A VISIT TO THE GARDEN HOUSE
The Garden House is not far from the city of Plymouth and in the far south west of England.
This is a garden that was planted by Lionel Fortescue, extended by head gardener Keith Wiley and now managed by the Fortescue Garden Trust. I was part of a group of Nuffield Scholars and we were shown around by the current head gardener Nick Haworth.
I visited the garden in late September. This was not my first visit as I recall that was in the late 1970s. I was then shown around The Garden House by Mr Fortescue himself and the garden was substantially smaller.
Sitting between Plymouth and Dartmoor as it does, the garden has many climatic advantages. The Tamar is not far away. There is some benefit from the proximity of this river which forms the border between Devon and nextdoor county of Cornwall.
Trees at the Garden House
This garden is full of interesting trees! Some are quite common but many are unusual or actually quite rare.
A newish area devoted to trees appropriately called the arboretum will no doubt look good in 20 years time. Elsewhere in the garden there are lots of very fine specimens of good garden trees. This is not the place to list them here but strong in my memory are a fabulous multi-stem Himalayan birch, great Japanese maples and Stewartia.
In another area I spotted an amazing collection of weeping conifer trees. Planted one by another I marveled at almost fully grown Brewer’s Weeping Spruce Picea breweriana, the Coffin Juniper Juniperus coxii, Cupressus cashmeriana and Nootka Cypress Chamaecyparis nootkatensis. I don’t recall ever seeing these planted so close to one another so that you can make a direct comparison.
Fruiting as never before we all marveled at the strawberry-like fruits that covered the Asian dogwoods Cornus kousa. These had certainly benefited from the long hot summer that we had experienced! Branches were hanging down with the weight of fruit.
Shrubs and Perennials
There’s an area that makes full use of the acid soil here as it is planted with many azalea and Rhododendron. This would be spectacular in late spring.
The lower and old part of the garden is full of good herbaceous perennials and these were complimented by a few select roses and dahlias. I’m sure that this are of the Garden House would be at its best in any summer month.
It’s not only flowers!
An old wooden seat of the Lutyens style had its own flora. This seat was covered with pale green lichen and was a testament to the high rainfall that this garden gets. Resting a while I spotted a late season red admiral butterfly on the seat soaking up the sun. Elsewhere more red admirals were supping from the tall test tube like white flowers of Actaea simplex Mountain Wave.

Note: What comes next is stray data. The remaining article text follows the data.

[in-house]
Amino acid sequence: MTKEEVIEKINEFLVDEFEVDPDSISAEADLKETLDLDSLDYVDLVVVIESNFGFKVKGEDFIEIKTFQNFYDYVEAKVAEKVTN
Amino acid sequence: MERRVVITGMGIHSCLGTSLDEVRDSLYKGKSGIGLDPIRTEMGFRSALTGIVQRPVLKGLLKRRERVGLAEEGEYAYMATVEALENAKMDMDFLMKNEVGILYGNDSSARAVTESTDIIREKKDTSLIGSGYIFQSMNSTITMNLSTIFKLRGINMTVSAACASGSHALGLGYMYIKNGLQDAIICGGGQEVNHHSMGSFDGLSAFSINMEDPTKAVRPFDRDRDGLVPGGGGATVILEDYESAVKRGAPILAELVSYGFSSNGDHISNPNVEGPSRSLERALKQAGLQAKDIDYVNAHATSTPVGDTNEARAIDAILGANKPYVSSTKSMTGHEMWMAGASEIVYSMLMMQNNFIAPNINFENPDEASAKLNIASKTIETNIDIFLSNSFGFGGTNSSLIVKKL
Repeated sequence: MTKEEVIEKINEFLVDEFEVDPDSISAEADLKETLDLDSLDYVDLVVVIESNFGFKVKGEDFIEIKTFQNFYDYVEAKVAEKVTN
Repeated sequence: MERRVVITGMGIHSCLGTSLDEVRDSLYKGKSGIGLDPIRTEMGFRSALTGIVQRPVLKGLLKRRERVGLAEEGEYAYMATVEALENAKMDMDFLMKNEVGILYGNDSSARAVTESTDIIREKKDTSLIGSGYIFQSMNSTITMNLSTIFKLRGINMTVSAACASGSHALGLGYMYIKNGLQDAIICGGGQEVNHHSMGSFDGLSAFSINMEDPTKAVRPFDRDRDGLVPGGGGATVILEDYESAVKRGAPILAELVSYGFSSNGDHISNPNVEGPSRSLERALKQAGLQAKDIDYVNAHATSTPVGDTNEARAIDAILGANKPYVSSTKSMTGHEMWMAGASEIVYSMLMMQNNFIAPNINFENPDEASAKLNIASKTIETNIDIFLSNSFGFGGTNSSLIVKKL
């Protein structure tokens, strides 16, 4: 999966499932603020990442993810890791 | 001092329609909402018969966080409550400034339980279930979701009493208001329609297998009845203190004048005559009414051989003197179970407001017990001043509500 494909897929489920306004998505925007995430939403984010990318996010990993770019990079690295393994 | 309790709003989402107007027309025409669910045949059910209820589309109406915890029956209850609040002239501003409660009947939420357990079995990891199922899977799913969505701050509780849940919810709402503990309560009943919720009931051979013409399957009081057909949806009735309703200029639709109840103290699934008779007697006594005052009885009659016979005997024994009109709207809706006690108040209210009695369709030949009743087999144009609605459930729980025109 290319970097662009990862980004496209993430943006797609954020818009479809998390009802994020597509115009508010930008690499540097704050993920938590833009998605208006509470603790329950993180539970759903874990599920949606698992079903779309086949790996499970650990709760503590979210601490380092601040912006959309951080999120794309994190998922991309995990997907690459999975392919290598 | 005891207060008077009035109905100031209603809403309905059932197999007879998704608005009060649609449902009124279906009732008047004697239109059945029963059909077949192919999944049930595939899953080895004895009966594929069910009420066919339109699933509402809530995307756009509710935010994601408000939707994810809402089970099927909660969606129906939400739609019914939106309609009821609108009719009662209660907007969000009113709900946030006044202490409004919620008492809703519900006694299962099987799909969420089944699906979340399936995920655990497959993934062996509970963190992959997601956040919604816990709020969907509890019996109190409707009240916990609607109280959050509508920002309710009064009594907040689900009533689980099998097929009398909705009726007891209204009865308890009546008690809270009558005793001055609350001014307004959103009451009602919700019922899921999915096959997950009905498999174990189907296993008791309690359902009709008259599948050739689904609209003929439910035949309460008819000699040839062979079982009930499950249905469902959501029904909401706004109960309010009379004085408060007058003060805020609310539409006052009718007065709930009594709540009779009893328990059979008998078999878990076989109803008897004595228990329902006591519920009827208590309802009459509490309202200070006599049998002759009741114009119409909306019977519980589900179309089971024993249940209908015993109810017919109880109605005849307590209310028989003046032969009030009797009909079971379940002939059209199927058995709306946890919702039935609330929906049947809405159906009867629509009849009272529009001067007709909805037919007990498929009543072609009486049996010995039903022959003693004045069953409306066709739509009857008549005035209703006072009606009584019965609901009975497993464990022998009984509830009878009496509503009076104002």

Around the House
Close to the house there are more plants of interest for plantsmen and plants women alike! I spotted a very fine Hydrangea which I hadn’t seen before. This had only one bloom but was a delicate pink bicolour and is called Hydrangea Mirai. One to look out for I’d suggest!
On the part covered house terrace there is an uncommon tender climbing plant. This the national flower of Chile is beautiful Lapageria rosea which I have had some success growing myself. Here it looked in its element and was relishing this particular spot.
In front of the house there were bold clumps of Colchicum blooming. I spotted several strong clumps of the double bloomed ‘Water Lily’. Apparently, there are also lots of snowdrops established in this area should you visit in winter. Incidentally, the garden is now open all the year round.
I admired a hardy begonia that had good flowers and foliage. This is Begonia grandis spp. evansii ‘Claret Jug’. This is one that I’m certainly going to be growing in the future!
Refreshments are available from the house and the terrace is a lovely place to quietly drink coffee and view a large part of the garden. Inside the house there is also a very informative history of Lionel Fortescue and the Garden House history.
Have you ever visited this garden? Find out more about it here.
If you’ve visited which is your favourite part?
Keith Wiley was responsible for much of the modern planting of this garden and he now has his own garden nearby.
Although a very different style of garden you may wish to read about my visit around the same time to the Piet Oudolf garden at Bruton’s Hauser and Wirth
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